The top spot in the Shimano road cycling shoe lineup is always well-regarded and frequently seen in the professional peloton. The previous generation hit the market two years ago and brought with it extensive changes including an updated fit. Although that detail did take some adjusting for long-time fans, we found it good enough to claim a spot in our best cycling shoes buyers guide. Now, after a season on the feet of Mathieu Van der Poel, Shimano is making an updated version available to the rest of us.
Tech Specs: Shimano S-Phyre RC903
Price: $450.00 / €359.95
Sizes: EU 40-48 (half sizes available 40-46.5)
Weight: 252g per shoe (Actual, size 44)
Colours: White, Blue, Red, Black
The Shimano S-Phyre RC903 does not represent any drastic changes. Instead, Shimano continues to leverage the data gained from the brand’s proprietary Bikefitting.com pedalling analyzer as well as feedback from professional athletes and customers. The details have seen small adjustments and new solutions only where needed. That means the same basic questions remain.
There’s no doubt that anyone looking for a top-shelf summer road cycling shoe definitely has Shimano on the shortlist. We’ve spent time riding in a variety of situations to find the strengths and weaknesses of this latest option from Shimano. Keep reading to see if the S-Phyre RC903 is the right shoe for your riding.
Design and aesthetics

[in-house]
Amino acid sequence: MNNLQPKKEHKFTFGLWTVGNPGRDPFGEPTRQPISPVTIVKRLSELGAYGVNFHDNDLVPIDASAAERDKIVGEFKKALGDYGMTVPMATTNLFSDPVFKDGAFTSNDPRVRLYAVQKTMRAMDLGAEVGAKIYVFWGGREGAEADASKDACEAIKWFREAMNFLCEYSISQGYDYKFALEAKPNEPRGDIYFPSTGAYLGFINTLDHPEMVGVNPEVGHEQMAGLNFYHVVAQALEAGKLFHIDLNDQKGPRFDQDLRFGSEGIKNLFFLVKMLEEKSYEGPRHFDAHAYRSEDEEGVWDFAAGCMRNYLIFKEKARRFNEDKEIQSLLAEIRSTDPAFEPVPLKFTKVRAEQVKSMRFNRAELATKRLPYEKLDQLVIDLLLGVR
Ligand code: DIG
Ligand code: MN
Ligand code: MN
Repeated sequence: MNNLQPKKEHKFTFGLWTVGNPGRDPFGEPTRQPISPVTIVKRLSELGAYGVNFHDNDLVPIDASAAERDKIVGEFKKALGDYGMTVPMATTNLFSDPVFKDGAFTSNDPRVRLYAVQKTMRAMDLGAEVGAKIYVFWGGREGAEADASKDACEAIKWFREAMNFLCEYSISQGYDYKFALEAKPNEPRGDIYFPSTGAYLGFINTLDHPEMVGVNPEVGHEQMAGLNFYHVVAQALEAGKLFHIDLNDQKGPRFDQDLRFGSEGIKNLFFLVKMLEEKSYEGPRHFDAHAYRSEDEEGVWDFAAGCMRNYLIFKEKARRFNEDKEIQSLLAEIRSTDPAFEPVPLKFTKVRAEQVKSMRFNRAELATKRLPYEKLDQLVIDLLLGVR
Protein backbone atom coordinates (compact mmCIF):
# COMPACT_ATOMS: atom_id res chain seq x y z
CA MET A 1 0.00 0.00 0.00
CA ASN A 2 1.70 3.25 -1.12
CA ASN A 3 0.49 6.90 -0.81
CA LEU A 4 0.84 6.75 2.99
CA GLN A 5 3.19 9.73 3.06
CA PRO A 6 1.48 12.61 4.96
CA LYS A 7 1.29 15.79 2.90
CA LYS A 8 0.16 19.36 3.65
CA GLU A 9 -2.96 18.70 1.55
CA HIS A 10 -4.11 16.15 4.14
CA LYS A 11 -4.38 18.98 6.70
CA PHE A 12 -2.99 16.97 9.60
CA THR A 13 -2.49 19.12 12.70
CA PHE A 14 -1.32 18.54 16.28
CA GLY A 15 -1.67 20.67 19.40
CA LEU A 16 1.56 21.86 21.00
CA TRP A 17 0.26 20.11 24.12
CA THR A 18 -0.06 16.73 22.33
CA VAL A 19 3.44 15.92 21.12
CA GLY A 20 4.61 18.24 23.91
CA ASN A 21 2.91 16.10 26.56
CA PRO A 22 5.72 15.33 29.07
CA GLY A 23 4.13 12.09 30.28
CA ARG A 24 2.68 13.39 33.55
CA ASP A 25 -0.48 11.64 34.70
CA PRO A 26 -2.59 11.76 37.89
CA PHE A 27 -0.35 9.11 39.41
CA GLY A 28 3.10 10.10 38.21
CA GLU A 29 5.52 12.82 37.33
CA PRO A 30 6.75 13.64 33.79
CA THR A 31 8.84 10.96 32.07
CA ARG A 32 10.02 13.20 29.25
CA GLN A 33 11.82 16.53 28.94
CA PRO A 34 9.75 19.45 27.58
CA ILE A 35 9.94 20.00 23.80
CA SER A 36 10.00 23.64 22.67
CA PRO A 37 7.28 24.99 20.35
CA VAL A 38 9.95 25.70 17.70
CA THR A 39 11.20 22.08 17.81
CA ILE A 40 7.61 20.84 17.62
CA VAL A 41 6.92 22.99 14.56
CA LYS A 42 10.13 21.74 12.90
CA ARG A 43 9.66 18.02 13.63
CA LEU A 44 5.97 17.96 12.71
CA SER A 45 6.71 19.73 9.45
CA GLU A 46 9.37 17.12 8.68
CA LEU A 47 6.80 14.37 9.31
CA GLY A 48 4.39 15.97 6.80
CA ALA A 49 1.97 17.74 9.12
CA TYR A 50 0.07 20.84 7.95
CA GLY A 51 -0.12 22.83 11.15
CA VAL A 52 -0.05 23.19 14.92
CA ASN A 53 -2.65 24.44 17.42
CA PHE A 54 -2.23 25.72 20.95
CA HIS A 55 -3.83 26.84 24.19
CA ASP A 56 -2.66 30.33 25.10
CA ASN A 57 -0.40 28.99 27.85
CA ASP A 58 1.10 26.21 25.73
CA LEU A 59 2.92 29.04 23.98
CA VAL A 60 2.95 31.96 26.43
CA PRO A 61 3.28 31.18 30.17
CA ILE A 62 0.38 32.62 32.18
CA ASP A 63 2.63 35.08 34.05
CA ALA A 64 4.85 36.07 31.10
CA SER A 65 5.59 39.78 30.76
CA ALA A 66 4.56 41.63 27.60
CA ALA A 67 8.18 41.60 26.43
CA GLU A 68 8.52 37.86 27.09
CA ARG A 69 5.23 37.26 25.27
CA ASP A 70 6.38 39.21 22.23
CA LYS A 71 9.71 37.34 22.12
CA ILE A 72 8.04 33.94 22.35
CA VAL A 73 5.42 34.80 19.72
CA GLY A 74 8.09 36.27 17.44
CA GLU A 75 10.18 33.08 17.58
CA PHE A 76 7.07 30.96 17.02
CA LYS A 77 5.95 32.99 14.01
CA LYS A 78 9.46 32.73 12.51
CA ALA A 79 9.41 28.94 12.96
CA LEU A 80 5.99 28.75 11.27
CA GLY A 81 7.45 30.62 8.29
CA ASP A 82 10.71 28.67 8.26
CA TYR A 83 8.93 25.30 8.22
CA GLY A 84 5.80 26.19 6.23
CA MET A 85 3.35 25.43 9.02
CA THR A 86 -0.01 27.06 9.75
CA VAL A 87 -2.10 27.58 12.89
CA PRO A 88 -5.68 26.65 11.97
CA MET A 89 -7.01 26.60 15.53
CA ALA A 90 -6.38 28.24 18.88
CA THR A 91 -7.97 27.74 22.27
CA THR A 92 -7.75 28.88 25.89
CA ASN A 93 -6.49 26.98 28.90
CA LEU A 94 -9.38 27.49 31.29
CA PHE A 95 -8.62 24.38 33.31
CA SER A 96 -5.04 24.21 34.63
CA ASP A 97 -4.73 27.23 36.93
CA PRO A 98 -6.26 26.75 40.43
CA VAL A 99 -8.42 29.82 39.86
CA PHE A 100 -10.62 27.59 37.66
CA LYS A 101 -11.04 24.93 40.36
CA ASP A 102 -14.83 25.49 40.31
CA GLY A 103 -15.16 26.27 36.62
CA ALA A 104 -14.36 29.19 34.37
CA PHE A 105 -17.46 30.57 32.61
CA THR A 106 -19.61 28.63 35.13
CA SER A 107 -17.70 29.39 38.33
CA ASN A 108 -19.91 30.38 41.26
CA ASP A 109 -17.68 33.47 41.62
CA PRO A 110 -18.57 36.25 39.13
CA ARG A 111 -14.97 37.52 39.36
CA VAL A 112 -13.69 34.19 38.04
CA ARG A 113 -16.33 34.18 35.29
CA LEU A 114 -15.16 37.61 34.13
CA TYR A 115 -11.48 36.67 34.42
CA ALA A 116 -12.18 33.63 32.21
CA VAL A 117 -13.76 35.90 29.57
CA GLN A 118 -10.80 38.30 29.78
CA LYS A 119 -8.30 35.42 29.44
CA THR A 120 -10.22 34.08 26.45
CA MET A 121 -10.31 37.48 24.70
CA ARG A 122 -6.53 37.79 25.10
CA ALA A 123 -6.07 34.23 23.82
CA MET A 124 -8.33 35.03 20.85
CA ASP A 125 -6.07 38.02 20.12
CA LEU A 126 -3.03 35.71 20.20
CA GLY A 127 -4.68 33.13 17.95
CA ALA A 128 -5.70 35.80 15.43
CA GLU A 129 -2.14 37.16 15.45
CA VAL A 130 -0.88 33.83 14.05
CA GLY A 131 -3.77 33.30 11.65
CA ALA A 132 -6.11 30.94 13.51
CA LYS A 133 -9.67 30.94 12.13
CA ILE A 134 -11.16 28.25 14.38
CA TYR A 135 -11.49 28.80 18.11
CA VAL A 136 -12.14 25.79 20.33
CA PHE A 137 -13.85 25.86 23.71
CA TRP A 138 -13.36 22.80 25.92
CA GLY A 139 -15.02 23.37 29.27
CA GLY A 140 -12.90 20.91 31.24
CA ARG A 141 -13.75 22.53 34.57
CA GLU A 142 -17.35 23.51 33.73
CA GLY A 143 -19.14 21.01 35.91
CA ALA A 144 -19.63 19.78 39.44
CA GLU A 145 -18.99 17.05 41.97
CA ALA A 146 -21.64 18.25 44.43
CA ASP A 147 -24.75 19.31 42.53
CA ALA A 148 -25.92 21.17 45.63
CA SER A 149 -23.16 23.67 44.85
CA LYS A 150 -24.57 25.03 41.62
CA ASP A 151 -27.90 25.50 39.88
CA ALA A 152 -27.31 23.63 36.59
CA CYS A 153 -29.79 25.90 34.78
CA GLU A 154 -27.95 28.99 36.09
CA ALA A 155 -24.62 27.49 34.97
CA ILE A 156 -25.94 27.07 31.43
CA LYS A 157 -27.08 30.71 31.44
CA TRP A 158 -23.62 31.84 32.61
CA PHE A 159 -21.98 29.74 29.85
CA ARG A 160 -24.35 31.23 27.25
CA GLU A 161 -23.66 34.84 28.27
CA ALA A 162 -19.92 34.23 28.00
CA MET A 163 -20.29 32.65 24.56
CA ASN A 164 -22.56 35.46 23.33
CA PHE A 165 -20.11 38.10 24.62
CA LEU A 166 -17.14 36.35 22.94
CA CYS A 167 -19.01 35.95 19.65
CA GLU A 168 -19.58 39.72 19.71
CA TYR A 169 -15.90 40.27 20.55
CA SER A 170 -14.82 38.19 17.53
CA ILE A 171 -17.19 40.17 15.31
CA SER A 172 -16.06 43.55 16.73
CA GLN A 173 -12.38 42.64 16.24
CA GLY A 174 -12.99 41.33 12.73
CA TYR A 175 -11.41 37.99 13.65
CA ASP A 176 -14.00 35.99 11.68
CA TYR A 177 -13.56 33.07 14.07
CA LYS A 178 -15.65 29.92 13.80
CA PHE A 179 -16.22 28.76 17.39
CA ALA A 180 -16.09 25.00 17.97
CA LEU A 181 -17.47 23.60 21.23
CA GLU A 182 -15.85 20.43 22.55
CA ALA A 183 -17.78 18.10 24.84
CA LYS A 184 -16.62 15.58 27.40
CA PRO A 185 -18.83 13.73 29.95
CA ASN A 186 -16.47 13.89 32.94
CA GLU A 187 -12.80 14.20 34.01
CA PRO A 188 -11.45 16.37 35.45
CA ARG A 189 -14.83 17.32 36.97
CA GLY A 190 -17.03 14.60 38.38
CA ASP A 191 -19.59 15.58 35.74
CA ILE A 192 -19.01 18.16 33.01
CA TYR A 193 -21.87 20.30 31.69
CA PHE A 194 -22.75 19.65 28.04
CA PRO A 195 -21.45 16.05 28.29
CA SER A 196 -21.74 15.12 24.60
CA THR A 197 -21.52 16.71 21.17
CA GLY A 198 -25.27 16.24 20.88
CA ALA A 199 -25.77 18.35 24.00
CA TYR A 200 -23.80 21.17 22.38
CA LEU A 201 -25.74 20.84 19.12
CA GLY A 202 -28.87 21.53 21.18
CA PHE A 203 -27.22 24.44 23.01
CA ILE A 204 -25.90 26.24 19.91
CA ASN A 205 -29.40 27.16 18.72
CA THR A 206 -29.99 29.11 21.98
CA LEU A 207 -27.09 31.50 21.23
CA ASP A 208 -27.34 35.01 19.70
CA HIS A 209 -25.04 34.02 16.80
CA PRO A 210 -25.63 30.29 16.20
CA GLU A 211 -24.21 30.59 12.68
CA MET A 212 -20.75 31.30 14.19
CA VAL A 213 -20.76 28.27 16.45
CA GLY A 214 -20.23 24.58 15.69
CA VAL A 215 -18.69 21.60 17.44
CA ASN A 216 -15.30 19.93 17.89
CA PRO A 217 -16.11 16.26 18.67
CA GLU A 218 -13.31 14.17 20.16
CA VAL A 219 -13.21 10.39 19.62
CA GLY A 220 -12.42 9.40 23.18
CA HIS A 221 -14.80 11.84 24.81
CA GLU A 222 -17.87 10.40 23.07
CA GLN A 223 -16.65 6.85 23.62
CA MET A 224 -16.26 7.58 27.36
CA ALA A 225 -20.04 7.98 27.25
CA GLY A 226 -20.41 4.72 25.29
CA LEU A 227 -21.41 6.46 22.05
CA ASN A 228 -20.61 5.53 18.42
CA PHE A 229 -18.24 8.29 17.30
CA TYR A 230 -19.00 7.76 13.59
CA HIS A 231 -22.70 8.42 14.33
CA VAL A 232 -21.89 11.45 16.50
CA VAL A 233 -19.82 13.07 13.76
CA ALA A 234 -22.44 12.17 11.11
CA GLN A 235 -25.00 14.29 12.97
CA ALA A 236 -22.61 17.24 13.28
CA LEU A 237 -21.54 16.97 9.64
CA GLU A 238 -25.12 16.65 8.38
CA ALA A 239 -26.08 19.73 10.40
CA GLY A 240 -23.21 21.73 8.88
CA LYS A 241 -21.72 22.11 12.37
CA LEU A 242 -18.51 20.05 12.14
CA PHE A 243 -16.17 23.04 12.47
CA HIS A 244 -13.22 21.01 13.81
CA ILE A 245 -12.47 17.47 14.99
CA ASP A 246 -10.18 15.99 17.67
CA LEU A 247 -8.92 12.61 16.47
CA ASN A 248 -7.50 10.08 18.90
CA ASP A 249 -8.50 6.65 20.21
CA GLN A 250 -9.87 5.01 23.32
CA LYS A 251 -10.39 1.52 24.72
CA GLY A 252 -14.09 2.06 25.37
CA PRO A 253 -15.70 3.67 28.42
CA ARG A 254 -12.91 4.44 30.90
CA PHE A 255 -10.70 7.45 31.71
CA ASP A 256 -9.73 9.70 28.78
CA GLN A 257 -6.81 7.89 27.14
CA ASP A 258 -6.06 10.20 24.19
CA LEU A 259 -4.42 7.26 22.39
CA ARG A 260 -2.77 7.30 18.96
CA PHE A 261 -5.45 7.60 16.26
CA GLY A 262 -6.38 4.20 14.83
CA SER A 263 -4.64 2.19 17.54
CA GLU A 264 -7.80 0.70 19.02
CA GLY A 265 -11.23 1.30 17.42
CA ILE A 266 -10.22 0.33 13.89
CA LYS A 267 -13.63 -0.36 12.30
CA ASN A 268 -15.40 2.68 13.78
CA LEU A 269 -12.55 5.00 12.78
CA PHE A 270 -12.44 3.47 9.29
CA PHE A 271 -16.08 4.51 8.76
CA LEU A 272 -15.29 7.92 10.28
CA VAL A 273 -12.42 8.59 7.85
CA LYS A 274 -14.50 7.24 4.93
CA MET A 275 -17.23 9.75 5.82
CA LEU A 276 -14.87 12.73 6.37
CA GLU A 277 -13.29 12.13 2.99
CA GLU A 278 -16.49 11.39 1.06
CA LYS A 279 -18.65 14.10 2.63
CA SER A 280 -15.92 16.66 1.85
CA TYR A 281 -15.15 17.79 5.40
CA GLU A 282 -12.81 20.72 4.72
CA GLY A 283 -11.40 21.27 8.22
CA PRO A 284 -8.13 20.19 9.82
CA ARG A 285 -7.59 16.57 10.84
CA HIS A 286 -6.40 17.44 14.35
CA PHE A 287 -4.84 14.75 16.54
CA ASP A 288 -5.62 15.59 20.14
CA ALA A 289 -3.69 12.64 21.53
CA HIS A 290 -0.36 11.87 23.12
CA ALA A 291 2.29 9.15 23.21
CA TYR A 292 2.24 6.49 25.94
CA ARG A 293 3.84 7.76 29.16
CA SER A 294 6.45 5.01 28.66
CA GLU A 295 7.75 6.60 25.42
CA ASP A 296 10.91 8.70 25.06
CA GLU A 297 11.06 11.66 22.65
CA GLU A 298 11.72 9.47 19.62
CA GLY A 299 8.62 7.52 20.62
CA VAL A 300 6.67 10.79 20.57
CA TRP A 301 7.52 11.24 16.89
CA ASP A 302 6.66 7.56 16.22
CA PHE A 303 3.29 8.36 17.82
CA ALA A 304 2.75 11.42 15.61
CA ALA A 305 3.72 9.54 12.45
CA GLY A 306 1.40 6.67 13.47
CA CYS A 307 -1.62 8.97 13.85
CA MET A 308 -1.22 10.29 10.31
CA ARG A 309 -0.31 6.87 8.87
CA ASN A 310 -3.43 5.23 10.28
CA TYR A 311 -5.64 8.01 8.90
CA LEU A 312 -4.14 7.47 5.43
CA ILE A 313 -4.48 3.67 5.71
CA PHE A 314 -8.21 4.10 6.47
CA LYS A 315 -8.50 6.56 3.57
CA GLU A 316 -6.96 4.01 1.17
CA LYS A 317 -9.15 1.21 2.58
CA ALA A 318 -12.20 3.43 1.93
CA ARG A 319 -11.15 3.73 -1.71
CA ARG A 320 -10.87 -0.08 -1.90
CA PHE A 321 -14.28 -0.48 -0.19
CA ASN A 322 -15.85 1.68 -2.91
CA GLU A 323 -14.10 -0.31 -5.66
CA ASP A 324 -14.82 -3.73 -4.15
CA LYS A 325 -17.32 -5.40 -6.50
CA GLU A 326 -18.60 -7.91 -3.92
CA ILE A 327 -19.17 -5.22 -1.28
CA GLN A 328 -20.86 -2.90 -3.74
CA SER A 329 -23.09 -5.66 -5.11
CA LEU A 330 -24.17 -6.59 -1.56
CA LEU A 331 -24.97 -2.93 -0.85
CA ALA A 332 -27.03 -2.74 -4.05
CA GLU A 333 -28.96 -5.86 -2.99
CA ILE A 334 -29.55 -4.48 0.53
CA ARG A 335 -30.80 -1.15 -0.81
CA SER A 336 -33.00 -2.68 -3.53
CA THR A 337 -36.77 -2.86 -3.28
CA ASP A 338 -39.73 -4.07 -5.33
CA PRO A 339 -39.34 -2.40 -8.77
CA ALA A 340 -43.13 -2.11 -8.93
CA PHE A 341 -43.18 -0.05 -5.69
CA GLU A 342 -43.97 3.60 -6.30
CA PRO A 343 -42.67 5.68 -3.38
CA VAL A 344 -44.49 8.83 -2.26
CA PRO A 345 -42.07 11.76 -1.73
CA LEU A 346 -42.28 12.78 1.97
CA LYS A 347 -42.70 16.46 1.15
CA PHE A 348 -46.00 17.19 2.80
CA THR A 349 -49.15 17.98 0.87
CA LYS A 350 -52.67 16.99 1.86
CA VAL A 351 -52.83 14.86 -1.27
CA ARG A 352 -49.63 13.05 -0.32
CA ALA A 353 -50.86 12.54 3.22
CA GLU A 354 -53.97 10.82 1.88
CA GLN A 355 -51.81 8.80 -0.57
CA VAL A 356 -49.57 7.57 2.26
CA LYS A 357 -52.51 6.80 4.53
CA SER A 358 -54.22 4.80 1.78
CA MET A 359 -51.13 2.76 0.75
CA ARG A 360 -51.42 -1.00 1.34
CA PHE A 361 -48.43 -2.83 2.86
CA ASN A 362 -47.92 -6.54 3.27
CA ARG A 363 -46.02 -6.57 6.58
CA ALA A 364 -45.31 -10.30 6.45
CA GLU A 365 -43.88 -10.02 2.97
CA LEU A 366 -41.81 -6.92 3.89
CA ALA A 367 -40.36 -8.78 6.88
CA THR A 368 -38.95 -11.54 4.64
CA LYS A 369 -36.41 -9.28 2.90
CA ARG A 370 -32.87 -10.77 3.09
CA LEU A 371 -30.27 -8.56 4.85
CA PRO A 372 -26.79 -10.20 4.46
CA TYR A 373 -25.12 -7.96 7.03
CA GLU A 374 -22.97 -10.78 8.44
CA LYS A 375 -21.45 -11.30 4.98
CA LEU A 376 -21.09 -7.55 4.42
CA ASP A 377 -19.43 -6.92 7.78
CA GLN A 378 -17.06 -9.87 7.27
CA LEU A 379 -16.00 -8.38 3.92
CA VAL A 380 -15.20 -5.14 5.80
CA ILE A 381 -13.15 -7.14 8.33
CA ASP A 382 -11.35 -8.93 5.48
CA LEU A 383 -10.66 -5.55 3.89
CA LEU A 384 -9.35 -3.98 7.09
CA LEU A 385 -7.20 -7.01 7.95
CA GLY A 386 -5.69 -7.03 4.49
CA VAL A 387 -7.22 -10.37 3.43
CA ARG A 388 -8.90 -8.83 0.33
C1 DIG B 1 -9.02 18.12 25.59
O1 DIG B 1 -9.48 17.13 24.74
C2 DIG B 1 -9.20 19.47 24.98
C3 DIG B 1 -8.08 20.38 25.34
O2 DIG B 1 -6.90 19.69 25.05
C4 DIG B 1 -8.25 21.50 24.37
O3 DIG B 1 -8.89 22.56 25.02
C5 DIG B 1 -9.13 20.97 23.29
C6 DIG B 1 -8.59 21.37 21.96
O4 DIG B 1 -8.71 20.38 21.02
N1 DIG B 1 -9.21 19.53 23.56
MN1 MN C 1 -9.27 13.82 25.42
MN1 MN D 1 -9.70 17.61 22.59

There are times when writing the section about aesthetics in a review is a joy. This is one of those times. The Shimano S-Phyre RC903 is a gorgeous shoe as long as you don’t mind standing out. Shimano doesn’t use fancy colour names and instead lets the red, black, blue, or white do the talking all on their own.
Even in pictures, you can see that if there was ever a time a brand should use a fancy colour name, this is it. The options are vibrant and rich with pearlescents in some spots and metallics in others. There are textural shifts and every stitch and detail looks purposeful. There’s also a monochromatic style that is almost straight out of an art school colour theory class.
If you recall the previous generation shoe, most of this isn’t totally new. There are some updates though. In the iconic Shimano blue, the same metallic hue covers the bulk of the centre but now it extends all the way across the toe box. At the same time, the use at the…
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